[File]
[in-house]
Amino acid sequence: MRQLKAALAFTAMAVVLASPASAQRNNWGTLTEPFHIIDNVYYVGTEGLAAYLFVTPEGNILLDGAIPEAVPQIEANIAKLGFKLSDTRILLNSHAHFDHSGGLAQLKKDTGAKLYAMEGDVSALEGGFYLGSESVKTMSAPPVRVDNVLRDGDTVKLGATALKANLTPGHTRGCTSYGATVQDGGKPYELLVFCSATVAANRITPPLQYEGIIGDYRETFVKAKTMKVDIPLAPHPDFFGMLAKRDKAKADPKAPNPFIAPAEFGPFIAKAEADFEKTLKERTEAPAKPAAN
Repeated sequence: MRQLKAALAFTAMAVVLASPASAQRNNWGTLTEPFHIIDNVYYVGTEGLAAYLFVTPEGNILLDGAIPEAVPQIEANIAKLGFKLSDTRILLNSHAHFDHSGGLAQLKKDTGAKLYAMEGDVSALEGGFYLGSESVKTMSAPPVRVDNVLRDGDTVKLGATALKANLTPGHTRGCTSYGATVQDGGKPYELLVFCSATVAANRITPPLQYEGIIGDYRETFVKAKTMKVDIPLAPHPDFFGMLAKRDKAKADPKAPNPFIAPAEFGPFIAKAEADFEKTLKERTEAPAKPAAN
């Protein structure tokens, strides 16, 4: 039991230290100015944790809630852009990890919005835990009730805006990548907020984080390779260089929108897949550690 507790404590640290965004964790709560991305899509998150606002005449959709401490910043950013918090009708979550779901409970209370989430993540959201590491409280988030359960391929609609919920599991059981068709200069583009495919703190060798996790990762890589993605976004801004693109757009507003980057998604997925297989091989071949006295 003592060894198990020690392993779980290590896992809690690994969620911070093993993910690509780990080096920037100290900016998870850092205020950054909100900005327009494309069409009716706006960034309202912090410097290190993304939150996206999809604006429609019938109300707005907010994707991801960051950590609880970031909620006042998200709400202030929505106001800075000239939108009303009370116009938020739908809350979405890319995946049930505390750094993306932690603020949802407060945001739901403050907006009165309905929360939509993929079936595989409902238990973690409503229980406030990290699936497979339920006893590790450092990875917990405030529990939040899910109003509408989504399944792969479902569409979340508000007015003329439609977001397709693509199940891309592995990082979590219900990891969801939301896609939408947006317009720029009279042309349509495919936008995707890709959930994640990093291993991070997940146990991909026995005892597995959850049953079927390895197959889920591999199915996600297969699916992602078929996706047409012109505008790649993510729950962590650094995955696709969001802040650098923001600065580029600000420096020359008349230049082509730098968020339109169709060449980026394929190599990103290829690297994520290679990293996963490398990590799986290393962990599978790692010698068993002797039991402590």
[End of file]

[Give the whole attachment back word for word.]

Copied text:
[in-house]
Amino acid sequence: MRQLKAALAFTAMAVVLASPASAQRNNWGTLTEPFHIIDNVYYVGTEGLAAYLFVTPEGNILLDGAIPEAVPQIEANIAKLGFKLSDTRILLNSHAHFDHSGGLAQLKKDTGAKLYAMEGDVSALEGGFYLGSESVKTMSAPPVRVDNVLRDGDTVKLGATALKANLTPGHTRGCTSYGATVQDGGKPYELLVFCSATVAANRITPPLQYEGIIGDYRETFVKAKTMKVDIPLAPHPDFFGMLAKRDKAKADPKAPNPFIAPAEFGPFIAKAEADFEKTLKERTEAPAKPAAN
Repeated sequence: MRQLKAALAFTAMAVVLASPASAQRNNWGTLTEPFHIIDNVYYVGTEGLAAYLFVTPEGNILLDGAIPEAVPQIEANIAKLGFKLSDTRILLNSHAHFDHSGGLAQLKKDTGAKLYAMEGDVSALEGGFYLGSESVKTMSAPPVRVDNVLRDGDTVKLGATALKANLTPGHTRGCTSYGATVQDGGKPYELLVFCSATVAANRITPPLQYEGIIGDYRETFVKAKTMKVDIPLAPHPDFFGMLAKRDKAKADPKAPNPFIAPAEFGPFIAKAEADFEKTLKERTEAPAKPAAN
């Protein structure tokens, strides 16, 4: 039991230290100015944790809630852009990890919005835990009730805006990548907020984080390779260089929108897949550690 507790404590640290965004964790709560991305899509998150606002005449959709401490910043950013918090009708979550779901409970209370989430993540959201590491409280988030359960391929609609919920599991059981068709200069583009495919703190060798996790990762890589993605976004801004693109757009507003980057998604997925297989091989071949006295 003592060894198990020690392993779980290590896992809690690994969620911070093993993910690509780990080096920037100290900016998870850092205020950054909100900005327009494309069409009716706006960034309202912090410097290190993304939150996206999809604006429609019938109300707005907010994707991801960051950590609880970031909620006042998200709400202030929505106001800075000239939108009303009370116009938020739908809350979405890319995946049930505390750094993306932690603020949802407060945001739901403050907006009165309905929360939509993929079936595989409902238990973690409503229980406030990290699936497979339920006893590790450092990875917990405030529990939040899910109003509408989504399944792969479902569409979340508000007015003329439609977001397709693509199940891309592995990082979590219900990891969801939301896609939408947006317009720029009279042309349509495919936008995707890709959930994640990093291993991070997940146990991909026995005892597995959850049953079927390895197959889920591999199915996600297969699916992602078929996706047409012109505008790649993510729950962590650094995955696709969001802040650098923001600065580029600000420096020359008349230049082509730098968020339109169709060449980026394929190599990103290829690297994520290679990293996963490398990590799986290393962990599978790692010698068993002797039991402590």